# Episode 228-8: Stress, strain and the Young modulus (Word, 26 KB)

```TAP 228- 8: Stress, strain and the Young modulus
1.
A long strip of rubber whose cross section measures 12 mm by 0.25 mm is pulled with a
force of 3.0 N. What is the tensile stress in the rubber?
2.
Another strip of rubber originally 90 mm long is stretched until it is 120 mm long. What is
the tensile strain?
The marble column in a temple has dimensions 140 mm by 180 mm.
3.
2
What is its cross-sectional area in mm ?
4.
Now change each of the initial dimensions to metres – what is the cross-sectional area in
2
m ?
5.
If the temple column supports a load of 10 kN, what is the compressive stress, in N m
6.
The column is 5.0 m tall, and is compressed by 0.1 mm. What is the compressive strain
when this happens?
7.
Use your answers to parts 5 and 6 to calculate the Young modulus for marble.
–2
?
A 3.0 m length of copper wire of diameter 0.4 mm is suspended from the ceiling. When a 0.5 kg
mass is suspended from the bottom of the wire it extends by 0.9 mm.
1
8.
Calculate the strain of the wire.
9.
Calculate the stress in the wire.
10.
Calculate the value of the Young modulus for copper.
Initially students will need help converting from square mm to square m. They should do simple
calculations of stress and strain before attempting to directly calculate the Young modulus of a
material.
You might find it useful to ask students to solve problems involving rectangular dimensions or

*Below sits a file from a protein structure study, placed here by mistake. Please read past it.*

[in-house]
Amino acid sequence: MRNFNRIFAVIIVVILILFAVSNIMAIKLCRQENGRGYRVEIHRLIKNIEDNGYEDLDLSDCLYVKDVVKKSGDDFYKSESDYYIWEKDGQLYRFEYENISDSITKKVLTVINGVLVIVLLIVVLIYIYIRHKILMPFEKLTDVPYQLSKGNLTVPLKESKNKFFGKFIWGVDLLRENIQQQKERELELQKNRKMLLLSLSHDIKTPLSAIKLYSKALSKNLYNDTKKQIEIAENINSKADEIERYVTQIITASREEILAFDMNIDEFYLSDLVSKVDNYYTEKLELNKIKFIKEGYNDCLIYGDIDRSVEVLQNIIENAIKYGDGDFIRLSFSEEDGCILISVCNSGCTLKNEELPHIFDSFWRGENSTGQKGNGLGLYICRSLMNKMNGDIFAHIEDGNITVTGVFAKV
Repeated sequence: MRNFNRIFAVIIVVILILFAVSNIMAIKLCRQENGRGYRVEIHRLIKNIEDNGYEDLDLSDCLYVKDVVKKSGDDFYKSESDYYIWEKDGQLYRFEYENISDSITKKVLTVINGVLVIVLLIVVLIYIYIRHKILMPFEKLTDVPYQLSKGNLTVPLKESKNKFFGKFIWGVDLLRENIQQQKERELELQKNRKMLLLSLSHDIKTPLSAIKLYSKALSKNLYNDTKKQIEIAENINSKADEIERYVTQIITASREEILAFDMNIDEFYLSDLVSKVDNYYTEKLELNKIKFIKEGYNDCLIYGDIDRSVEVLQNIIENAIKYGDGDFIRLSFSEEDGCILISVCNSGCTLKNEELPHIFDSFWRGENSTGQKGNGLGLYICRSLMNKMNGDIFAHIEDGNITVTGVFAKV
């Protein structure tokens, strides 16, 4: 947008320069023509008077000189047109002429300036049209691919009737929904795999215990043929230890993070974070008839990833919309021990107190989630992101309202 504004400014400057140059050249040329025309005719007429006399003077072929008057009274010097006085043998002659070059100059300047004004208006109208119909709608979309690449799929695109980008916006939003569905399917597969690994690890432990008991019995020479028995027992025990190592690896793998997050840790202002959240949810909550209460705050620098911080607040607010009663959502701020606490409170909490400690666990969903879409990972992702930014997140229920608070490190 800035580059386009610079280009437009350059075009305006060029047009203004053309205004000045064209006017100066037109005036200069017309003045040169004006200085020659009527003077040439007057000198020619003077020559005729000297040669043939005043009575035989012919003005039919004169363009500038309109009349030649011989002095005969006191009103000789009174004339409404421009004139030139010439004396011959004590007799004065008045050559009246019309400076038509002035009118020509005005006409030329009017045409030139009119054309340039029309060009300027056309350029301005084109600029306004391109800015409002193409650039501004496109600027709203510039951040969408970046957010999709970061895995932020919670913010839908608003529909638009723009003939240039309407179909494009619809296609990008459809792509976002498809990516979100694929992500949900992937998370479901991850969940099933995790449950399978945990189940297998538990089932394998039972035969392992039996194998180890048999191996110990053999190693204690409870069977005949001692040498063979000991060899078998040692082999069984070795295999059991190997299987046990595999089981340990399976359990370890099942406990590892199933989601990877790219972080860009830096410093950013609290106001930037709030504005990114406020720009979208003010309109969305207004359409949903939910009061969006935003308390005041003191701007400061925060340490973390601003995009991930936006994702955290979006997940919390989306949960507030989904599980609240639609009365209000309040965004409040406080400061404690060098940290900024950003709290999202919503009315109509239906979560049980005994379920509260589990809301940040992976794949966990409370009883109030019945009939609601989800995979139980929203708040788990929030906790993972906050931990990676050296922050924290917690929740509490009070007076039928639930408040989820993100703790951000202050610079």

given cross sections before they attempt circular cross sections which have the added hazard of
remembering to convert diameters to radii.
Social and human context
You can make up your own questions, using interesting contexts, by consulting a table of values
for the Young modulus.
1.
stress 
3N

 1 10 6 Pa

3
A
12  10 mm  0.25  10 3 mm
strain 
extension 120 mm  90 mm

 0.33
length
90 mm
2.
3.
140 mm x 180 mm = 25200 mm2
4.
0.140 m x 0.180 m = 0.0252 m 2
5.
2
10 kN
0.025 m 2
 4.0  10 5 N m  2
6.
1 10 4 m
 2.0  10 5
5 .0 m
(the units cancel out)
7.
E
stress 4.0  10 5 Pa

 2  10 10 Pa
strain
2.0  10  5
8.
strain 
extension 0.9  10 3 m

 3.0  10 4
length
3.0 m
stress 
5.0 N

 4.0  10 7 Pa
cross sectional area  0.2  10 3 m 2
9.


10.
E
stress 4.0  10 7 Pa

 1.3  10 11 Pa
strain
3.0  10  4
External References
This activity is taken from Advancing Physics Chapter 4, 50D
3
```